Inking a rich culture

Inking a rich culture

In an era when publishing magazines which have thought-provoking feature articles is vanishing, the thriving ‘Diwali Ank’ tradition is a reminder of how ideas and thoughts can shape communities, writes Deepti Ganapathy

During a visit to Pune, I visited my friend Viji Abhyankar’s parents’ home and was pleasantly surprised to interact with her now-retired banker father and writer Jayanth Marathe. The conversation veered to my career as a journalist and I stumbled upon a rare publishing history that has withstood the onslaught of digital media and helped inculcate reading and writing traditions in this region.

Jayanth Marathe was happy that his short story had been accepted for publication in the forthcoming Diwali issue of a prominent and well-known publication. In an era when print journalism is facing tough times due to rising production costs and dwindling readership, it is astonishing to know that more than 350 publications bring out Diwali feature issues every year in Maharashtra. Diwali is a festival of lights and is celebrated with much grandeur throughout India. Friends and family greet one another by exchanging sweets during this festival. In Maharashtra, the Diwali issue (known as Diwali Ank) is also considered to be a valuable gift to be shown as a token of festival bonhomie.

Different genres

“Most of the well-known authors and poets in Marathi literature started their journey by publishing their writings in these Diwali issues,” says well-known poet and author Ashlesha Mahajan, who lives in Pune. There are prizes for the best Diwali issue based on the quality of production, design, layout and the articles. The jury consists of journalists and established littérateurs. Most of the libraries during this Diwali season (October–November) offer special schemes to enable their readers to get the benefit of subscribing to more than 2-3 books or magazines. The range of articles that are featured in these special issues are characterised by the readership too. There are magazines for women, senior citizens, men, youth, teenagers, visually impaired and rural youth.

“The Diwali Ank is a characteristic feature of Marathi literature, with a tradition of 110 years. It is our identity and we make every effort possible to keep this tradition going,” says Mahajan who has a fan following which she caters to from her Facebook page and website. Some of the Diwali issues now have electronic versions to cater to the millions of readers across the globe. Children are encouraged to carry forward this legacy.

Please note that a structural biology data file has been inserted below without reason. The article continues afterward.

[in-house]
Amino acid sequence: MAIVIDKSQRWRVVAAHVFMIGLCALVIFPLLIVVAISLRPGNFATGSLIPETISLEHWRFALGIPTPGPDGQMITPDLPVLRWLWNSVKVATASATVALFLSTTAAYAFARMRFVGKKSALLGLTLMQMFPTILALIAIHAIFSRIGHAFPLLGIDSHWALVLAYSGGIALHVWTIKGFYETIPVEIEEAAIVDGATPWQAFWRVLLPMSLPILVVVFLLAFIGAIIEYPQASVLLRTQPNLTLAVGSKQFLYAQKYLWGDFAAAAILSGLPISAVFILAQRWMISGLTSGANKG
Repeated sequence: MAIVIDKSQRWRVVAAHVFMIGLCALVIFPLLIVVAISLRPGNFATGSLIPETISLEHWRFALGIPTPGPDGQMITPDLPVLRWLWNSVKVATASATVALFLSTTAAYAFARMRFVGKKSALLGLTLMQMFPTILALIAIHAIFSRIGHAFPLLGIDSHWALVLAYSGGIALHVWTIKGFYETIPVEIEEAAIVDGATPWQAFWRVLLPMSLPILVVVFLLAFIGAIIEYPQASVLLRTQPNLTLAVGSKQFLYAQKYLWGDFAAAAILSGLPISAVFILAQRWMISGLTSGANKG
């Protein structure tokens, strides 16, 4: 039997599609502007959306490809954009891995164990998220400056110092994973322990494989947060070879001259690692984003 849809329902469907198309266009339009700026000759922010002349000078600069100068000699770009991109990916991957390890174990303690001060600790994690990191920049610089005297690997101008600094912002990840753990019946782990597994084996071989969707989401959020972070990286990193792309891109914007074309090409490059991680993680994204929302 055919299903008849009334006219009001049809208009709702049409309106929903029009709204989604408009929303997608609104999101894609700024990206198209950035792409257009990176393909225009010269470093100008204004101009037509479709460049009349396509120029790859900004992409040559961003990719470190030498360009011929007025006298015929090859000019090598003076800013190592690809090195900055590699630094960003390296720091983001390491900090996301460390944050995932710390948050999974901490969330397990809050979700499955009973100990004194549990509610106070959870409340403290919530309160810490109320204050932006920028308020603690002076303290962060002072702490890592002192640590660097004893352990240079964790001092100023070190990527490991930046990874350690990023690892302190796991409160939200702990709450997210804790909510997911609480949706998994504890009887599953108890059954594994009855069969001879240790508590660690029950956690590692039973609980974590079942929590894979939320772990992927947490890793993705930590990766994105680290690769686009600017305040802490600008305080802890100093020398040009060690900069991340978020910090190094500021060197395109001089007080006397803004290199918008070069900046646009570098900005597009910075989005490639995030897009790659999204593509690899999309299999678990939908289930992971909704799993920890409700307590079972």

Every single page in this Diwali issue is sponsored by advertisers ranging from banks, multinational corporations to the local sweet shop. After all, it is a prestigious and landmark issue of the magazine and every establishment would like to be a part of history.

Prakashan Vishwa, is a magazine which has documented the 350 plus Diwali issues along with the name and address of the publisher. This makes it convenient for writers to pitch their stories and contribute well ahead of time. The Police department too bring out their Diwali issue and it is not surprising to see a cop hailing you to a stop in a small town in Maharashtra (where the residents know the local cop) if you are returning from the city to celebrate the festival of Diwali in your ancestral home and persuading you to buy the Diwali issue in his hand.

Every year, these Diwali editions generate a revenue of 60-70 million dollars. However, publishers do face challenges with the rising cost of newsprint and printing these issues in colour. Nevertheless, this is a community of literary lovers who want to keep the spirit alive. When the first Diwali Ank was published in 1909, it was priced at INR 1 and consisted of a few pages. Today these issues are priced between INR 50-200 depending on the publisher and readership.

Impact of Covid-19

The charm of holding a freshly printed Diwali Ank cannot be dampened by the Covid-19 pandemic this Diwali. The impact of the pandemic on business can be felt with the dwindling number of print advertisements this year, however, publishers are committed not to stop the printing of the magazines and some of them have digitised the copies making them available online for readers in India and overseas. Appealing to all age groups 

The range of Diwali Ank issues appeal to children and adults with magazines having specific issues for every age group and gender. For men, the articles range from start-ups and VC funding to investments and astrology, while for women, topics include fashion, beauty, recipes, interior design and creative hobbies.